The readings at Mass today speak about Jonah and how he was a sign to the sinful Ninevites. He was a sign that pointed out the errors of their ways. He was a sign that pointed them in the right direction--repentance.
Jesus did the same. In today's Gospel (Luke 11: 29-32), He called the people crowding around Him "an evil generation." They were headed in the wrong direction, looking for wondrous signs rather than what the signs were pointing toward--a conversion of heart that would lead to knowing and following Jesus. So Jesus called them to repent the way the Ninevites had done.
I can't help thinking, though, about how different Jonah and Jesus were. Jonah ran from preaching to the Ninevites. At first we might think it was because he was afraid that they would string him up for his challenging message, but the truth is told in the last chapter of the Book of the Prophet Jonah where he is angry and complains: "This is why I fled at first to Tarshish. I knew that you are a gracious and merciful God, slow to anger, rich in clemency, loathe to punish." Jonah did not want the Ninevites--a foreign people and his enemies--to have any opportunity to hear the call to repent because he knew if they did repent, God would forgive. He wanted them to be destroyed by their sins.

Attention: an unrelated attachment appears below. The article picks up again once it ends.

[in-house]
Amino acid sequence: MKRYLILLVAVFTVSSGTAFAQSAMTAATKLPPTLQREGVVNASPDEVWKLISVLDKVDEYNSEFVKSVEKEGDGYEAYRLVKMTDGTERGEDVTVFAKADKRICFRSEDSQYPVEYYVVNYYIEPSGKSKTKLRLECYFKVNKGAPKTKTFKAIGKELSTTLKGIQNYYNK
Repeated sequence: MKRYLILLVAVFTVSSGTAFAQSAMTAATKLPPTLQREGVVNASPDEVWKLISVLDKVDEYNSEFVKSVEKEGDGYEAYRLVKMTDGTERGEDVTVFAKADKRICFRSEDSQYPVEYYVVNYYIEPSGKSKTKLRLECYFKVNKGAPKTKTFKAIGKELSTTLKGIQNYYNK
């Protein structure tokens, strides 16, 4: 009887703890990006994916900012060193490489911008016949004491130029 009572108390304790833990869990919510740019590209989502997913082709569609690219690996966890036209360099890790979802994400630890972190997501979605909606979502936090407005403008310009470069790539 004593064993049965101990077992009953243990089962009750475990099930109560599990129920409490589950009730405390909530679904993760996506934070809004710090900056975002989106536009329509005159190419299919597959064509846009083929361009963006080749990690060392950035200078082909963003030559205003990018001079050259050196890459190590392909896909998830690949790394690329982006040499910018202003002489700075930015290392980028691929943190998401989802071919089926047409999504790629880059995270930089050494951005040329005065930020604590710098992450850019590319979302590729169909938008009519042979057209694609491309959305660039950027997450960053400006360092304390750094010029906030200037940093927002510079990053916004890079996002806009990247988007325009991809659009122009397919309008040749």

It's clear that while Jonah was pointing out to the Ninevites, with one finger as it were, their need for repentance, he had three fingers pointing back at himself, unaware of his own need for repentance. Jonah was called to speak the truth--that the Ninevites were engaged in evil and needed to repent--with love, hoping and praying for their repentance so that God could shower His mercy upon them.
Jesus is a sign to people of all time. According to the Gospel of Mark, when Jesus began his public ministry He said: "This is the time of fulfillment. The kingdom of God is at hand. Repent, and believe in the gospel" (1: 15). Like Jonah, He calls for repentance, but unlike Jonah, He longs for people to admit their sins, ask for God's mercy, and then receive it.